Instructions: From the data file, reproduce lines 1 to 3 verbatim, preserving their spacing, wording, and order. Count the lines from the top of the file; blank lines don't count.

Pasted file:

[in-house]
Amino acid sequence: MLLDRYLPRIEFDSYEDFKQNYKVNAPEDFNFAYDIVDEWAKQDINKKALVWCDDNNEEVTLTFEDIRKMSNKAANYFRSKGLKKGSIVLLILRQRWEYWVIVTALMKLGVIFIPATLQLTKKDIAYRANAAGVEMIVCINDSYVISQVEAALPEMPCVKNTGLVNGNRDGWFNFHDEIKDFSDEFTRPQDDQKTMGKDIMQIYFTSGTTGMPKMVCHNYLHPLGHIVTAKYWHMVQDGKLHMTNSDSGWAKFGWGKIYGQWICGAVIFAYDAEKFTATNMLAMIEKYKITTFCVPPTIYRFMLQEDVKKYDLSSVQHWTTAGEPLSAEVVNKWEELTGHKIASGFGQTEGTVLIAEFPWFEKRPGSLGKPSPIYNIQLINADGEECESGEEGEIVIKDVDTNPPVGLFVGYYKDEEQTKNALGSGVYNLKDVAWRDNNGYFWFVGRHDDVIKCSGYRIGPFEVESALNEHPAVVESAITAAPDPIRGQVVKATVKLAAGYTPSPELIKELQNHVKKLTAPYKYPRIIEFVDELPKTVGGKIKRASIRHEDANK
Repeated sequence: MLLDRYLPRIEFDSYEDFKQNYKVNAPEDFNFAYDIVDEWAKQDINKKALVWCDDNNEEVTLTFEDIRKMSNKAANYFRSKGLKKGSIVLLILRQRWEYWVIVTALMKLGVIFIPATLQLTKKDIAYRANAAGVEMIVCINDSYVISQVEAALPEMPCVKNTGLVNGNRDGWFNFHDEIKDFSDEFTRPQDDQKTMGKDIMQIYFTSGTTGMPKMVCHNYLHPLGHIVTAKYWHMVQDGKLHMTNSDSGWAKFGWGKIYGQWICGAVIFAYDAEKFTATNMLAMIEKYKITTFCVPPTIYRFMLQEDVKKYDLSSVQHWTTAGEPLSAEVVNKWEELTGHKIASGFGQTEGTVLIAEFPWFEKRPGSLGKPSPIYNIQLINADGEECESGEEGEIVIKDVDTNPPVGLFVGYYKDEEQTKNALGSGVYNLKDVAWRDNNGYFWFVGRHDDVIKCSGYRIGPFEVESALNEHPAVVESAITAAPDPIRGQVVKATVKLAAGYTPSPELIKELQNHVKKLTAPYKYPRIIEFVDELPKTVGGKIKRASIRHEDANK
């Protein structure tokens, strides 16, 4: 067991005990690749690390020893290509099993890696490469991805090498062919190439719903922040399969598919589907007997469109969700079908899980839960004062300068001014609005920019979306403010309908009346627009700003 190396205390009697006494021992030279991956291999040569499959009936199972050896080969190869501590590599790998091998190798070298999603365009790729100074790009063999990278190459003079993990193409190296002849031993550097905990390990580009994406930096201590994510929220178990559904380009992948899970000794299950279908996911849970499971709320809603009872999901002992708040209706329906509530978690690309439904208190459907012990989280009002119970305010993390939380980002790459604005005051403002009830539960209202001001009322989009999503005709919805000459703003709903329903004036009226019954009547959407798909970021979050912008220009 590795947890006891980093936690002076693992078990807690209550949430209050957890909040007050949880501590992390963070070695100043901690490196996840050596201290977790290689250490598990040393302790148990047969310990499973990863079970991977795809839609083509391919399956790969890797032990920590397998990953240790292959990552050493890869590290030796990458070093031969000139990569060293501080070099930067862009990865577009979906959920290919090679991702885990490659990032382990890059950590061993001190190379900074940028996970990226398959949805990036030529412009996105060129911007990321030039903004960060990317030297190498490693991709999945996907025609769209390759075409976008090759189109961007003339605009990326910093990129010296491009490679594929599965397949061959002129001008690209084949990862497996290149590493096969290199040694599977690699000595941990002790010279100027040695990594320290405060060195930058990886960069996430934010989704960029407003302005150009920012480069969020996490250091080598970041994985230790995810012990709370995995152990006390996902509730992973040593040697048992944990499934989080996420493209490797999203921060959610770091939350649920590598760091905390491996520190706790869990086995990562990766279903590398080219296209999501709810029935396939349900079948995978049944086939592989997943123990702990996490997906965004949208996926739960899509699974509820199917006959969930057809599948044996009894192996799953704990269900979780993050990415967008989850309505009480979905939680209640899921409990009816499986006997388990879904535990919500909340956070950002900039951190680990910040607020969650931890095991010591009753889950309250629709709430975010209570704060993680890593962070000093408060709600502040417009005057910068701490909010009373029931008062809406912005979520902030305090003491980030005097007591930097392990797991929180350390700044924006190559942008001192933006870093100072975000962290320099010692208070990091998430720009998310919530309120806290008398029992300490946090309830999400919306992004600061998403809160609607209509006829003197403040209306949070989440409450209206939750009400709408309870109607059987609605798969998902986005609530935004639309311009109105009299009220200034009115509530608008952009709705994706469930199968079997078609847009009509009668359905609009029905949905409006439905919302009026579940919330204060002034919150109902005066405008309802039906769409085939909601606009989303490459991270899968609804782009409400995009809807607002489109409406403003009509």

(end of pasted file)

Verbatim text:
[in-house]
Amino acid sequence: MLLDRYLPRIEFDSYEDFKQNYKVNAPEDFNFAYDIVDEWAKQDINKKALVWCDDNNEEVTLTFEDIRKMSNKAANYFRSKGLKKGSIVLLILRQRWEYWVIVTALMKLGVIFIPATLQLTKKDIAYRANAAGVEMIVCINDSYVISQVEAALPEMPCVKNTGLVNGNRDGWFNFHDEIKDFSDEFTRPQDDQKTMGKDIMQIYFTSGTTGMPKMVCHNYLHPLGHIVTAKYWHMVQDGKLHMTNSDSGWAKFGWGKIYGQWICGAVIFAYDAEKFTATNMLAMIEKYKITTFCVPPTIYRFMLQEDVKKYDLSSVQHWTTAGEPLSAEVVNKWEELTGHKIASGFGQTEGTVLIAEFPWFEKRPGSLGKPSPIYNIQLINADGEECESGEEGEIVIKDVDTNPPVGLFVGYYKDEEQTKNALGSGVYNLKDVAWRDNNGYFWFVGRHDDVIKCSGYRIGPFEVESALNEHPAVVESAITAAPDPIRGQVVKATVKLAAGYTPSPELIKELQNHVKKLTAPYKYPRIIEFVDELPKTVGGKIKRASIRHEDANK
Repeated sequence: MLLDRYLPRIEFDSYEDFKQNYKVNAPEDFNFAYDIVDEWAKQDINKKALVWCDDNNEEVTLTFEDIRKMSNKAANYFRSKGLKKGSIVLLILRQRWEYWVIVTALMKLGVIFIPATLQLTKKDIAYRANAAGVEMIVCINDSYVISQVEAALPEMPCVKNTGLVNGNRDGWFNFHDEIKDFSDEFTRPQDDQKTMGKDIMQIYFTSGTTGMPKMVCHNYLHPLGHIVTAKYWHMVQDGKLHMTNSDSGWAKFGWGKIYGQWICGAVIFAYDAEKFTATNMLAMIEKYKITTFCVPPTIYRFMLQEDVKKYDLSSVQHWTTAGEPLSAEVVNKWEELTGHKIASGFGQTEGTVLIAEFPWFEKRPGSLGKPSPIYNIQLINADGEECESGEEGEIVIKDVDTNPPVGLFVGYYKDEEQTKNALGSGVYNLKDVAWRDNNGYFWFVGRHDDVIKCSGYRIGPFEVESALNEHPAVVESAITAAPDPIRGQVVKATVKLAAGYTPSPELIKELQNHVKKLTAPYKYPRIIEFVDELPKTVGGKIKRASIRHEDANK